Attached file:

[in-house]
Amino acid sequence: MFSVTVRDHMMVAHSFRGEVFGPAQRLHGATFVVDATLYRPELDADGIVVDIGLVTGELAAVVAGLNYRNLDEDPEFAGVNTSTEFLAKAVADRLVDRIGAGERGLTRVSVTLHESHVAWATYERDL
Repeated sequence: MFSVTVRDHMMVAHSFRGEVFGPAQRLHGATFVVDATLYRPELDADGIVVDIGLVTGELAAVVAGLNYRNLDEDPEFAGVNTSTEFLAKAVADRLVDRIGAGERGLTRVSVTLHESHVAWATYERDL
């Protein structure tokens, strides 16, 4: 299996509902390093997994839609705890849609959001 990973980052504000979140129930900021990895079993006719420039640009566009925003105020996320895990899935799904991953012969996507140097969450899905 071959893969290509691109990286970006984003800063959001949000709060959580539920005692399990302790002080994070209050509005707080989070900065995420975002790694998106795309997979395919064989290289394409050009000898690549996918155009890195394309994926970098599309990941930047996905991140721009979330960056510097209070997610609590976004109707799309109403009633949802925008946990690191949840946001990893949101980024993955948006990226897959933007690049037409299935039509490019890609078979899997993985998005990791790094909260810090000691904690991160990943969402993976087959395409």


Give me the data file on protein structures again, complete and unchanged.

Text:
[in-house]
Amino acid sequence: MFSVTVRDHMMVAHSFRGEVFGPAQRLHGATFVVDATLYRPELDADGIVVDIGLVTGELAAVVAGLNYRNLDEDPEFAGVNTSTEFLAKAVADRLVDRIGAGERGLTRVSVTLHESHVAWATYERDL
Repeated sequence: MFSVTVRDHMMVAHSFRGEVFGPAQRLHGATFVVDATLYRPELDADGIVVDIGLVTGELAAVVAGLNYRNLDEDPEFAGVNTSTEFLAKAVADRLVDRIGAGERGLTRVSVTLHESHVAWATYERDL
């Protein structure tokens, strides 16, 4: 299996509902390093997994839609705890849609959001 990973980052504000979140129930900021990895079993006719420039640009566009925003105020996320895990899935799904991953012969996507140097969450899905 071959893969290509691109990286970006984003800063959001949000709060959580539920005692399990302790002080994070209050509005707080989070900065995420975002790694998106795309997979395919064989290289394409050009000898690549996918155009890195394309994926970098599309990941930047996905991140721009979330960056510097209070997610609590976004109707799309109403009633949802925008946990690191949840946001990893949101980024993955948006990226897959933007690049037409299935039509490019890609078979899997993985998005990791790094909260810090000691904690991160990943969402993976087959395409």